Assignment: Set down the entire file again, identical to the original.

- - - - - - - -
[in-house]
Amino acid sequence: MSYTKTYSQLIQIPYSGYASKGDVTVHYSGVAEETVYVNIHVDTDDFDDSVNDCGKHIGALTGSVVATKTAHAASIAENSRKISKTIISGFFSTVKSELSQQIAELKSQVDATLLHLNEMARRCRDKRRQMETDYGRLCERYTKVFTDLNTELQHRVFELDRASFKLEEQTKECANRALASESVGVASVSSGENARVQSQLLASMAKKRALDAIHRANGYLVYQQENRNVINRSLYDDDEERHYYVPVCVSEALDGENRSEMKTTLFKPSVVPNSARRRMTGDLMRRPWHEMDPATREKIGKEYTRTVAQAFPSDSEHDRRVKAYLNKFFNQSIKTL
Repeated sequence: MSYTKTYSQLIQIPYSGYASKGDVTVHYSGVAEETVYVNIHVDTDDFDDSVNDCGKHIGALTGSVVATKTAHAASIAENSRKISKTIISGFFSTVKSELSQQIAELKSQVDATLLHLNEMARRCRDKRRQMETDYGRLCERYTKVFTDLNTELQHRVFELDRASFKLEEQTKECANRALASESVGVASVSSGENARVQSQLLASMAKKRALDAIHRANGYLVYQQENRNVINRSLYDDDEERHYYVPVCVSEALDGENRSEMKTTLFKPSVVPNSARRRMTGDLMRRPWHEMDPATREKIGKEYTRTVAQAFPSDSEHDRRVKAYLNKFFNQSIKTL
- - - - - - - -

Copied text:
[in-house]
Amino acid sequence: MSYTKTYSQLIQIPYSGYASKGDVTVHYSGVAEETVYVNIHVDTDDFDDSVNDCGKHIGALTGSVVATKTAHAASIAENSRKISKTIISGFFSTVKSELSQQIAELKSQVDATLLHLNEMARRCRDKRRQMETDYGRLCERYTKVFTDLNTELQHRVFELDRASFKLEEQTKECANRALASESVGVASVSSGENARVQSQLLASMAKKRALDAIHRANGYLVYQQENRNVINRSLYDDDEERHYYVPVCVSEALDGENRSEMKTTLFKPSVVPNSARRRMTGDLMRRPWHEMDPATREKIGKEYTRTVAQAFPSDSEHDRRVKAYLNKFFNQSIKTL
Repeated sequence: MSYTKTYSQLIQIPYSGYASKGDVTVHYSGVAEETVYVNIHVDTDDFDDSVNDCGKHIGALTGSVVATKTAHAASIAENSRKISKTIISGFFSTVKSELSQQIAELKSQVDATLLHLNEMARRCRDKRRQMETDYGRLCERYTKVFTDLNTELQHRVFELDRASFKLEEQTKECANRALASESVGVASVSSGENARVQSQLLASMAKKRALDAIHRANGYLVYQQENRNVINRSLYDDDEERHYYVPVCVSEALDGENRSEMKTTLFKPSVVPNSARRRMTGDLMRRPWHEMDPATREKIGKEYTRTVAQAFPSDSEHDRRVKAYLNKFFNQSIKTL